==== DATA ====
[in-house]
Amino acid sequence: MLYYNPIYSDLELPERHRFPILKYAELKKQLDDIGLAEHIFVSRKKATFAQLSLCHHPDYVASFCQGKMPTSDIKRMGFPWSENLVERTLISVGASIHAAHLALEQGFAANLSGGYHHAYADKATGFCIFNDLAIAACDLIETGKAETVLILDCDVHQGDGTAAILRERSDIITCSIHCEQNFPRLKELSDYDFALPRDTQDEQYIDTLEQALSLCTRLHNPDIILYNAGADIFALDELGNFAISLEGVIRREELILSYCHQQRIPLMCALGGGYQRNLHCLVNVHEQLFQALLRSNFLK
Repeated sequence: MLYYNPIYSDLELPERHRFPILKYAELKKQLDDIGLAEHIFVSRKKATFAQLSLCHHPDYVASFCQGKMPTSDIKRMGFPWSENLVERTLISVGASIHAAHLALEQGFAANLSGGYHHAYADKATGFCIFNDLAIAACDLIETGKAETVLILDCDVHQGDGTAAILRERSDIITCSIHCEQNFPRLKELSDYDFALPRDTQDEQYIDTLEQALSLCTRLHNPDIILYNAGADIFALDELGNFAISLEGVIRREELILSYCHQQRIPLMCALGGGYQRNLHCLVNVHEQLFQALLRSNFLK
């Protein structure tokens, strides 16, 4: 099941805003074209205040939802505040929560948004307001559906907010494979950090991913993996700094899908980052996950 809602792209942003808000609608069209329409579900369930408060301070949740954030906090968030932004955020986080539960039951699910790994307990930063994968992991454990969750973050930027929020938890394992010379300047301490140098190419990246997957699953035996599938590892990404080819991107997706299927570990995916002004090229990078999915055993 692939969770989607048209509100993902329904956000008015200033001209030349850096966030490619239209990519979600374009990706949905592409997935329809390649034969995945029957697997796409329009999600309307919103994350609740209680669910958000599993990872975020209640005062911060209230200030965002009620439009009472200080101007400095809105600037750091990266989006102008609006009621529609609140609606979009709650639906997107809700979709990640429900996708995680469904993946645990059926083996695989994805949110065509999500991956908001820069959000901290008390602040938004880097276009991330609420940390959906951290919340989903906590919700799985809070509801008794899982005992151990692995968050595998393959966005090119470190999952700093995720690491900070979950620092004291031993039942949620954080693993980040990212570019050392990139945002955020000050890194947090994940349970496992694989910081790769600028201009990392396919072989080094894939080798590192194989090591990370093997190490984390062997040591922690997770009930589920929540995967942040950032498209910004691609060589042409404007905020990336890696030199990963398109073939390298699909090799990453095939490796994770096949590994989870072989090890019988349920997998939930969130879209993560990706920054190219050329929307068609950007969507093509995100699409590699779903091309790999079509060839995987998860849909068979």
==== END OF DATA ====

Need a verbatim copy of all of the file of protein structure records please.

[in-house]
Amino acid sequence: MLYYNPIYSDLELPERHRFPILKYAELKKQLDDIGLAEHIFVSRKKATFAQLSLCHHPDYVASFCQGKMPTSDIKRMGFPWSENLVERTLISVGASIHAAHLALEQGFAANLSGGYHHAYADKATGFCIFNDLAIAACDLIETGKAETVLILDCDVHQGDGTAAILRERSDIITCSIHCEQNFPRLKELSDYDFALPRDTQDEQYIDTLEQALSLCTRLHNPDIILYNAGADIFALDELGNFAISLEGVIRREELILSYCHQQRIPLMCALGGGYQRNLHCLVNVHEQLFQALLRSNFLK
Repeated sequence: MLYYNPIYSDLELPERHRFPILKYAELKKQLDDIGLAEHIFVSRKKATFAQLSLCHHPDYVASFCQGKMPTSDIKRMGFPWSENLVERTLISVGASIHAAHLALEQGFAANLSGGYHHAYADKATGFCIFNDLAIAACDLIETGKAETVLILDCDVHQGDGTAAILRERSDIITCSIHCEQNFPRLKELSDYDFALPRDTQDEQYIDTLEQALSLCTRLHNPDIILYNAGADIFALDELGNFAISLEGVIRREELILSYCHQQRIPLMCALGGGYQRNLHCLVNVHEQLFQALLRSNFLK
């Protein structure tokens, strides 16, 4: 099941805003074209205040939802505040929560948004307001559906907010494979950090991913993996700094899908980052996950 809602792209942003808000609608069209329409579900369930408060301070949740954030906090968030932004955020986080539960039951699910790994307990930063994968992991454990969750973050930027929020938890394992010379300047301490140098190419990246997957699953035996599938590892990404080819991107997706299927570990995916002004090229990078999915055993 692939969770989607048209509100993902329904956000008015200033001209030349850096966030490619239209990519979600374009990706949905592409997935329809390649034969995945029957697997796409329009999600309307919103994350609740209680669910958000599993990872975020209640005062911060209230200030965002009620439009009472200080101007400095809105600037750091990266989006102008609006009621529609609140609606979009709650639906997107809700979709990640429900996708995680469904993946645990059926083996695989994805949110065509999500991956908001820069959000901290008390602040938004880097276009991330609420940390959906951290919340989903906590919700799985809070509801008794899982005992151990692995968050595998393959966005090119470190999952700093995720690491900070979950620092004291031993039942949620954080693993980040990212570019050392990139945002955020000050890194947090994940349970496992694989910081790769600028201009990392396919072989080094894939080798590192194989090591990370093997190490984390062997040591922690997770009930589920929540995967942040950032498209910004691609060589042409404007905020990336890696030199990963398109073939390298699909090799990453095939490796994770096949590994989870072989090890019988349920997998939930969130879209993560990706920054190219050329929307068609950007969507093509995100699409590699779903091309790999079509060839995987998860849909068979």